About the Oregon State Bar
Bar Center General Information
Our mailing address is:
P.O. Box 231935
Our building is located at:
16037 SW Upper Boones Ferry Rd (Directions)
(503) 620-0222 or Inside Oregon: 1 (800) 452-8260
General OSB Inquiries: firstname.lastname@example.org
Website Content/Problem Inquiries: email@example.com
Member Login/Fastcase/BarBooks Inquiries: firstname.lastname@example.org
Oregon State Bar Mission
The mission of the Oregon State Bar is to serve justice and the public interest by promoting respect for the rule of law, by improving the quality of legal services, and by increasing access to justice.
Oregon State Bar Functions and Goals
- Regulate the Legal Profession and Improve the Quality of Legal Services.
– Our goal is to protect the public by ensuring competence and integrity and by promoting professionalism in the legal profession.
- Support the Judiciary and Improve the Administration of Justice.
– Our goal is to protect and advance the quality, integrity, and impartiality of the judicial system.
- Advance a Fair, Inclusive, and Accessible Justice System.
– Our goal is to foster trust in, respect for, understanding of, and access to the justice system.
Oregon State Bar Values
Integrity is the measure of the bar's values through its actions. The bar adheres to the highest ethical and professional standards in all of its dealings.
The bar works to eliminate bias in the justice system and to ensure access to justice for all.
The bar actively pursues its mission and promotes and encourages leadership among its members both to the legal profession and the community.
The bar is committed to serving and valuing its diverse community, to advancing equality in the justice system, and to removing barriers to that system.
The bar promotes the rule of law as the best means to achieve justice and resolve conflict in a democratic society.
The bar is accountable for its decisions and actions and will be transparent and open in communication with its various constituencies.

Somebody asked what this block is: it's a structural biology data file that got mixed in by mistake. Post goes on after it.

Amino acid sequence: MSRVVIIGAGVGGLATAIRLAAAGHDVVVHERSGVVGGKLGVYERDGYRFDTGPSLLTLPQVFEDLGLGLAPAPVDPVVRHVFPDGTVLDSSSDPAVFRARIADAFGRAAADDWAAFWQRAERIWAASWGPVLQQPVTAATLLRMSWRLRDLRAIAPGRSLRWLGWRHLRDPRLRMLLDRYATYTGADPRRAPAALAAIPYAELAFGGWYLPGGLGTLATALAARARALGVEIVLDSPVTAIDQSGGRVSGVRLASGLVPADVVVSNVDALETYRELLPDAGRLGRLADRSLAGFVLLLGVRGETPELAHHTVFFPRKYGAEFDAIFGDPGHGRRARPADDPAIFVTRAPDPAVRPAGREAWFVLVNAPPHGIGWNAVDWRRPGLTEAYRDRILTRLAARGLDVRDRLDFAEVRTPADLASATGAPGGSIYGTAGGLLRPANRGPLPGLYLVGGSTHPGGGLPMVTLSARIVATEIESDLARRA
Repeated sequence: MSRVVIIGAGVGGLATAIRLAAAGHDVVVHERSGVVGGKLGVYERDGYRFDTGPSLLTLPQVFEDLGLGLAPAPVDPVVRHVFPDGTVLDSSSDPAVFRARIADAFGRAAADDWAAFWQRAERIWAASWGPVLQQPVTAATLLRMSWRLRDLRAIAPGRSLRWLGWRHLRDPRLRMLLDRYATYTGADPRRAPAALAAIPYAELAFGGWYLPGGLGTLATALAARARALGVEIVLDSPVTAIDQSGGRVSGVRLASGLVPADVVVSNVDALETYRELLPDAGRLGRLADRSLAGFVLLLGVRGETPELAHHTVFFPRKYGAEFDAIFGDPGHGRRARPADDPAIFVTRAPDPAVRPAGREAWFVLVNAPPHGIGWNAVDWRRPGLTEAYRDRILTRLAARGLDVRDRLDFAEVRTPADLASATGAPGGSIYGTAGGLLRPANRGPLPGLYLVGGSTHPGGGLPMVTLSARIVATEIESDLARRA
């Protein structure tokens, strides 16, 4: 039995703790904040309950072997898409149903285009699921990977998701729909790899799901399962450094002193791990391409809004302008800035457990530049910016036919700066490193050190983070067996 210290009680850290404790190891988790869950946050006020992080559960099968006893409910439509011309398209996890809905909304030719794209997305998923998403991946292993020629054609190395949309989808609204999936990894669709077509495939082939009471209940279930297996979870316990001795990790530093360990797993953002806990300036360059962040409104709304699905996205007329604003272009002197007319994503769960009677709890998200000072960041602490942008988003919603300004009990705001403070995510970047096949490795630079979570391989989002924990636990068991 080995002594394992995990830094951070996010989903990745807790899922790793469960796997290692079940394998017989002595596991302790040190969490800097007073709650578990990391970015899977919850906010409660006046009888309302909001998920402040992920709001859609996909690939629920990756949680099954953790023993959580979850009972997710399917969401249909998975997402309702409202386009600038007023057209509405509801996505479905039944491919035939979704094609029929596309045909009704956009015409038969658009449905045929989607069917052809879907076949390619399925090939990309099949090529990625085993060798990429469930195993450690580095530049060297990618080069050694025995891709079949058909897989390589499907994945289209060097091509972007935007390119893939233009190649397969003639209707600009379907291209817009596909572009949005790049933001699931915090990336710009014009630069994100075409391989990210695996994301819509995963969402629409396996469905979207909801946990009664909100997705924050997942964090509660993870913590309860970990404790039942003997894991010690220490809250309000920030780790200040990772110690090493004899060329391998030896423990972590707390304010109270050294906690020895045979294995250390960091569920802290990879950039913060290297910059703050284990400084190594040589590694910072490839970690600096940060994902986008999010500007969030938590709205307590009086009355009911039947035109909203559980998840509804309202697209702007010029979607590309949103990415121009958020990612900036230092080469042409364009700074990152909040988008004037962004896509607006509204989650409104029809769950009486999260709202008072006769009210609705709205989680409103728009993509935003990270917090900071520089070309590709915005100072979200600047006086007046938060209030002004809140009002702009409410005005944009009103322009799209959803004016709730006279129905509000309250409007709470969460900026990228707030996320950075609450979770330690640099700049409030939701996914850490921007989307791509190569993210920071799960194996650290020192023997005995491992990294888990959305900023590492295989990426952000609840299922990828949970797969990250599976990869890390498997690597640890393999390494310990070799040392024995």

Excellence is a fundamental goal in the delivery of bar programs and services. Since excellence has no boundary, the bar strives for continuous improvement.
The bar encourages education and dialogue on how law impacts the needs and interests of future generations relative to the advancement of the science of jurisprudence and improvement of the administration of justice.
The bar supports and promotes the well-being of legal professionals as integral to lawyers’ professional duty of competence and to the effective administration of justice.
Oregon State Bar
The Oregon State Bar (OSB) was established in 1935 by the Oregon Legislative Assembly to license and discipline lawyers, regulate the practice of law and provide a variety of services to bar members and the public. The bar is a public corporation and an instrumentality of the Oregon Judicial Department, funded by membership and program fees. It is not a state agency and does not receive any financial support or taxpayer dollars from the state’s general fund.
The OSB has more than 15,000 active members. Approximately half of our members engage in the private practice of law. The rest work primarily in government, corporate and business settings. Nearly 6,000 of our active members are women. More than 2,500 reside in a state other than Oregon.
An eighteen-member volunteer Board of Governors oversees the activities of the OSB. Fourteen board members are lawyers, elected by the membership by geographic region. The other four board members are public (non-lawyer) members appointed based on their areas of interest and expertise. The Board of Governors has established numerous committees and interests group to advise and make recommendations to the board on matters involving the legal profession and justice system.
The OSB House of Delegates serves as the representative assembly of the membership, voting on proposed changes to rules, membership fees and other matters. It has more than 200 members, most of whom are elected by geographic region. Other delegates represent OSB Sections and local bar associations, and seven public members are appointed by the Board of Governors on a regional basis. The House of Delegates meets annually.
The Oregon Supreme Court has authority over appointments to the Disciplinary Board and the Board of Bar Examiners. Members of these boards are also volunteers, and receive staff and administrative support from the OSB.
The OSB Executive Director oversees bar operations, managing a staff of approximately 90 people and a $15 million annual operating budget.